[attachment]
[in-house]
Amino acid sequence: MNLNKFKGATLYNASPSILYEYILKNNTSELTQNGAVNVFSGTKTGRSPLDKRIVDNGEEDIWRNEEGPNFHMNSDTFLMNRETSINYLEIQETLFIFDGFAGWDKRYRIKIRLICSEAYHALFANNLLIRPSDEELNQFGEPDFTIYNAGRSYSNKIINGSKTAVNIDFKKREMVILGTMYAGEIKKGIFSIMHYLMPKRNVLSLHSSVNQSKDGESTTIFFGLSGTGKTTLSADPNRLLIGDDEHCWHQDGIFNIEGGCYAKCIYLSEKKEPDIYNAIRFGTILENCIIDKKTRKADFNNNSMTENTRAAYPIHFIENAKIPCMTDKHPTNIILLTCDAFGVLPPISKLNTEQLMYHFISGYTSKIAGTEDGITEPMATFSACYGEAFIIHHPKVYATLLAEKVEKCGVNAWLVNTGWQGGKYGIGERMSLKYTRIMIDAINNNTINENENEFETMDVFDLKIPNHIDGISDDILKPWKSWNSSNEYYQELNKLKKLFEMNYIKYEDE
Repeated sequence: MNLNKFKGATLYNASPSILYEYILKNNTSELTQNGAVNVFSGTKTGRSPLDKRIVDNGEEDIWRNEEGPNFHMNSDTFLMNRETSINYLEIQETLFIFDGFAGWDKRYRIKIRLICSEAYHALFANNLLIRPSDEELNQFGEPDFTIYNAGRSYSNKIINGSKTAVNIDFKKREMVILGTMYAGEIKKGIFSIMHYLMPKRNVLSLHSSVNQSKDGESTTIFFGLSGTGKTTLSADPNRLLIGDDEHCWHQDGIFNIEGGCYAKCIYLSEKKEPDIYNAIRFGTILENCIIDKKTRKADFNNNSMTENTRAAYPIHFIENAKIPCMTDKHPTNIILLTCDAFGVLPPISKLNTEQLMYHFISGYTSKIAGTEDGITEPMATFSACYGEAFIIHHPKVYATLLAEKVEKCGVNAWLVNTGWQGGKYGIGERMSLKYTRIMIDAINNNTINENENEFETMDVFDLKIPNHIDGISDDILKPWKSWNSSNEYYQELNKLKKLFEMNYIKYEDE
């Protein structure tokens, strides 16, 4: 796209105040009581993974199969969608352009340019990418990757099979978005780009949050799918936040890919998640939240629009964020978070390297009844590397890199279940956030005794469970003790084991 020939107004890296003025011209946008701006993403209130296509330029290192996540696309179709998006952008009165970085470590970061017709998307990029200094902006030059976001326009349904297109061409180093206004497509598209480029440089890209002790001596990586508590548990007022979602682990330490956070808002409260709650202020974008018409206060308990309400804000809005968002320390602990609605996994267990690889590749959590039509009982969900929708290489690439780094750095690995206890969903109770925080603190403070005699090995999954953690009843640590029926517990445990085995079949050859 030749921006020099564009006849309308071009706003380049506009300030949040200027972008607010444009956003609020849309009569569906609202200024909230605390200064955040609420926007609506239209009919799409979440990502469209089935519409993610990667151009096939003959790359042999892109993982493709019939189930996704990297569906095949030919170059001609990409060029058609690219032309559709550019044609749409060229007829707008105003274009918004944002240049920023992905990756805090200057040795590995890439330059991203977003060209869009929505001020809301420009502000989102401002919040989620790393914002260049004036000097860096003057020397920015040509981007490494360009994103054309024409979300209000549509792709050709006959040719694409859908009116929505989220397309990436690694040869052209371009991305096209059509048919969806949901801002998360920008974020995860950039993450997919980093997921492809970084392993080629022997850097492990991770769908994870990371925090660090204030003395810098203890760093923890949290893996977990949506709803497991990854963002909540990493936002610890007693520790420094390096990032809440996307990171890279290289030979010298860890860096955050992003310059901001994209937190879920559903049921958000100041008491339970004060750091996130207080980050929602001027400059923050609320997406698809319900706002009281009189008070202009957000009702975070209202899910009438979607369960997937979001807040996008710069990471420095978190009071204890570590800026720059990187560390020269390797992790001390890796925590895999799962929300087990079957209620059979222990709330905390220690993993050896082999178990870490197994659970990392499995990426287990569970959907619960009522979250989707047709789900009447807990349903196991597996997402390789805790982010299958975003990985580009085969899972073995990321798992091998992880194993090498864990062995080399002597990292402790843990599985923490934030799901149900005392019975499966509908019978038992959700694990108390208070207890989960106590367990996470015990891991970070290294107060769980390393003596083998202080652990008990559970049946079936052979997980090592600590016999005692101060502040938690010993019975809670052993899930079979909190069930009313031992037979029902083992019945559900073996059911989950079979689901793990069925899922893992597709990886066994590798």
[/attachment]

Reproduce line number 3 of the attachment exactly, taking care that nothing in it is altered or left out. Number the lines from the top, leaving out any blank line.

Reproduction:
Repeated sequence: MNLNKFKGATLYNASPSILYEYILKNNTSELTQNGAVNVFSGTKTGRSPLDKRIVDNGEEDIWRNEEGPNFHMNSDTFLMNRETSINYLEIQETLFIFDGFAGWDKRYRIKIRLICSEAYHALFANNLLIRPSDEELNQFGEPDFTIYNAGRSYSNKIINGSKTAVNIDFKKREMVILGTMYAGEIKKGIFSIMHYLMPKRNVLSLHSSVNQSKDGESTTIFFGLSGTGKTTLSADPNRLLIGDDEHCWHQDGIFNIEGGCYAKCIYLSEKKEPDIYNAIRFGTILENCIIDKKTRKADFNNNSMTENTRAAYPIHFIENAKIPCMTDKHPTNIILLTCDAFGVLPPISKLNTEQLMYHFISGYTSKIAGTEDGITEPMATFSACYGEAFIIHHPKVYATLLAEKVEKCGVNAWLVNTGWQGGKYGIGERMSLKYTRIMIDAINNNTINENENEFETMDVFDLKIPNHIDGISDDILKPWKSWNSSNEYYQELNKLKKLFEMNYIKYEDE